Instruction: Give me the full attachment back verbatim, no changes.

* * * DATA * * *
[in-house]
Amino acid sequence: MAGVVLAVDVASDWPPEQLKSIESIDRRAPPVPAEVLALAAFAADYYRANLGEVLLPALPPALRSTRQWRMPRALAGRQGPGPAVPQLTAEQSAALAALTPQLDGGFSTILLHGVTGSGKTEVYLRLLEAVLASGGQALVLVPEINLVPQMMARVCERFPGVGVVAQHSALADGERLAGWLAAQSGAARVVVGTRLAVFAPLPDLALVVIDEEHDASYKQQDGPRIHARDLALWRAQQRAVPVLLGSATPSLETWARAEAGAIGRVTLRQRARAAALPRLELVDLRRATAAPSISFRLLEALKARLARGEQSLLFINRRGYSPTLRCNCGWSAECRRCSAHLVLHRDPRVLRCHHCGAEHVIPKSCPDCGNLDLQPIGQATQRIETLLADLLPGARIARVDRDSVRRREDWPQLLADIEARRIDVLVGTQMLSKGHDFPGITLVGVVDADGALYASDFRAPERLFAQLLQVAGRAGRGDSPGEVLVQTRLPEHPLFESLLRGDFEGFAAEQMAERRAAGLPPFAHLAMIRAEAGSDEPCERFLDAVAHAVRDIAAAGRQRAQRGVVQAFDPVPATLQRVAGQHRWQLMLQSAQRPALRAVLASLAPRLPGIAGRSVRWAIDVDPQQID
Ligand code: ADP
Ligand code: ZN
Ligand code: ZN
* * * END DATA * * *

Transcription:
[in-house]
Amino acid sequence: MAGVVLAVDVASDWPPEQLKSIESIDRRAPPVPAEVLALAAFAADYYRANLGEVLLPALPPALRSTRQWRMPRALAGRQGPGPAVPQLTAEQSAALAALTPQLDGGFSTILLHGVTGSGKTEVYLRLLEAVLASGGQALVLVPEINLVPQMMARVCERFPGVGVVAQHSALADGERLAGWLAAQSGAARVVVGTRLAVFAPLPDLALVVIDEEHDASYKQQDGPRIHARDLALWRAQQRAVPVLLGSATPSLETWARAEAGAIGRVTLRQRARAAALPRLELVDLRRATAAPSISFRLLEALKARLARGEQSLLFINRRGYSPTLRCNCGWSAECRRCSAHLVLHRDPRVLRCHHCGAEHVIPKSCPDCGNLDLQPIGQATQRIETLLADLLPGARIARVDRDSVRRREDWPQLLADIEARRIDVLVGTQMLSKGHDFPGITLVGVVDADGALYASDFRAPERLFAQLLQVAGRAGRGDSPGEVLVQTRLPEHPLFESLLRGDFEGFAAEQMAERRAAGLPPFAHLAMIRAEAGSDEPCERFLDAVAHAVRDIAAAGRQRAQRGVVQAFDPVPATLQRVAGQHRWQLMLQSAQRPALRAVLASLAPRLPGIAGRSVRWAIDVDPQQID
Ligand code: ADP
Ligand code: ZN
Ligand code: ZN